> Let's imagine that with value-consuming semantics:
> future h=async_file("niall.txt");
> // Call these continuations when h becomes ready
> for(size_t n=0; n<100; n++)
> // Each of these initiates an async read, so queue depth = 100
> h.then(detail::async_read(buffer[n], 1, n*4096));
> On the second h.then() executed i.e. for when n==1, you should see a
> future_errc::no_state exception thrown because the first .then() is
> considered to have consumed the future state. This is because
> future.get() can be called exactly once.

I don't see a reason why anybody would do this. If you know (as a user) you
need shared ownership you just make it explicit by assigning the
boost::future to a boost::shared_future (as you showed in Example A).

> So, to have it not throw an exception, you need to do this:
> future h=async_file("niall.txt");
> shared_future h2(h);
> // Call these continuations when h becomes ready
> for(size_t n=0; n<100; n++)
> // Each of these initiates an async read, so queue depth = 100
> h2.then(detail::async_read(buffer[n], 1, n*4096));

Sure, but Example A is just fine, as said.

> Now we consume the consuming future into a non-consuming future, and
> non consuming futures are not consumed by their continuations so you
> can add as many as you like (in this case 100).

This makes my head spin! What is consuming what? Or do you mean
'consummate'? Can we stick to Standard-terminology, please? We have unique
ownership and shared ownership with regard to the value represented by the
future - that's all I know.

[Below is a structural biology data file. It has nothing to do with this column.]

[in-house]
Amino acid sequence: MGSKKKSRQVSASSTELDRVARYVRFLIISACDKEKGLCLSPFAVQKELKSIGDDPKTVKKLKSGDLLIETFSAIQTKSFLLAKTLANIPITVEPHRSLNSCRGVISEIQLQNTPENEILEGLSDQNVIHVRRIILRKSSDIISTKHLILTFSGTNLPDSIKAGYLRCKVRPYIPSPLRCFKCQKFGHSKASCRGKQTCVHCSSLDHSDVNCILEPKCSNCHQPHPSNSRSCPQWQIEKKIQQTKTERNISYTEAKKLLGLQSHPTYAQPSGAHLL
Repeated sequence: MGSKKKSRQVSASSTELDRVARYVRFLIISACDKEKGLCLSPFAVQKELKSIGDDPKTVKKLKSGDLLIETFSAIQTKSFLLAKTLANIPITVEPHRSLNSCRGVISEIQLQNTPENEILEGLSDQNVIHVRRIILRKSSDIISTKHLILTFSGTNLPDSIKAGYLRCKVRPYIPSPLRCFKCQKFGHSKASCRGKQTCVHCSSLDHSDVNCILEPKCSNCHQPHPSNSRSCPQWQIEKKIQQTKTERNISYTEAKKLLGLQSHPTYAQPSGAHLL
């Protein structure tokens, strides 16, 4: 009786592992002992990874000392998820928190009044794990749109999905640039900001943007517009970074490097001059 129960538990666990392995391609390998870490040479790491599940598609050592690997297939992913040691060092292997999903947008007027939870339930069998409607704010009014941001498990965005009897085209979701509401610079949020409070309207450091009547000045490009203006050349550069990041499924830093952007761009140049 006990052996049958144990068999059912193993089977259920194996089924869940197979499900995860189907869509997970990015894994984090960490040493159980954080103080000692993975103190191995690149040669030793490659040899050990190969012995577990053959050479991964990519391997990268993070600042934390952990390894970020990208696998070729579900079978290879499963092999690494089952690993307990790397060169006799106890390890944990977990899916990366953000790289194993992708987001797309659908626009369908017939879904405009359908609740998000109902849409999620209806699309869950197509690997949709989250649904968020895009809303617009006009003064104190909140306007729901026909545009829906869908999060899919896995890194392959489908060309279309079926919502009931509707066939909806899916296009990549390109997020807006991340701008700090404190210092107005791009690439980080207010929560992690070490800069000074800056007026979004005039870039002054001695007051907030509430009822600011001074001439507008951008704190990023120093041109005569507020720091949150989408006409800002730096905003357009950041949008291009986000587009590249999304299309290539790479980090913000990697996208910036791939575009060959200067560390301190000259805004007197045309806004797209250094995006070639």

> Where I was coming from in the presented AFIO API design was that (a)
> you the programmer is always trying to give as much opportunity to
> parallelise (i.e. no ordering) as possible to the OS, hence the
> pattern of adding more than one continuation to a future is very
> common. That would throw an exception if the programmer forgot to
> first convert the consuming future into a non consuming future (b) I
> can't see any way of adding type safety to enforce single consumption
> of consuming futures such that Example C refuses to compile.

If the programmer 'forgot' to use a shared_future when shared ownership is
needed then he/she gets what he/she deserves.

> However this discussion makes me wonder if I'm missing a trick. The
> big value in non consuming futures is they force you to think about
> better design. I'd like to not lose that if possible. So, perhaps
> Example A could be rewritten as:
> future h=async_file("niall.txt");
> // Perform this after h
> future r=async_read(h, buffer0, 1, 0);
> // Perform these in any order the OS thinks best
> // after r
> for(size_t n=0; n<100; n++)
> parallel_async_read(r, buffer[n], 1, n*4096);
> In other words, for the case where you issue multiple continuations
> onto a consuming future, you must use an API with a parallel_*
> prefix. Otherwise it will throw on the second continuation add.

There are probably a 100 ways to express explicit data dependencies in your
code. Why not stick to the one specified in the Concurrency TS? Why invent
something new - again?

A general note. My main issue with the way you have designed things in AFIO
is that you verbally strive for conformance, but then for no (or little)
reason decide to change some minor semantics here and there (maybe nobody
will notice) such that the result still appears to be conforming, but is
nevertheless different in subtle ways. That makes it _very_ difficult to
reason about your design as one never knows whether you really mean what you
say. Before going off to design your own, you may consider first fully
understanding the design and rationale of existing Standard-solutions. And
only if you really can't make it work build something on your own. But
never, really never, take a Standard-design and _change_ it (adding things
is fine) without giving it a new name!

Regards Hartmut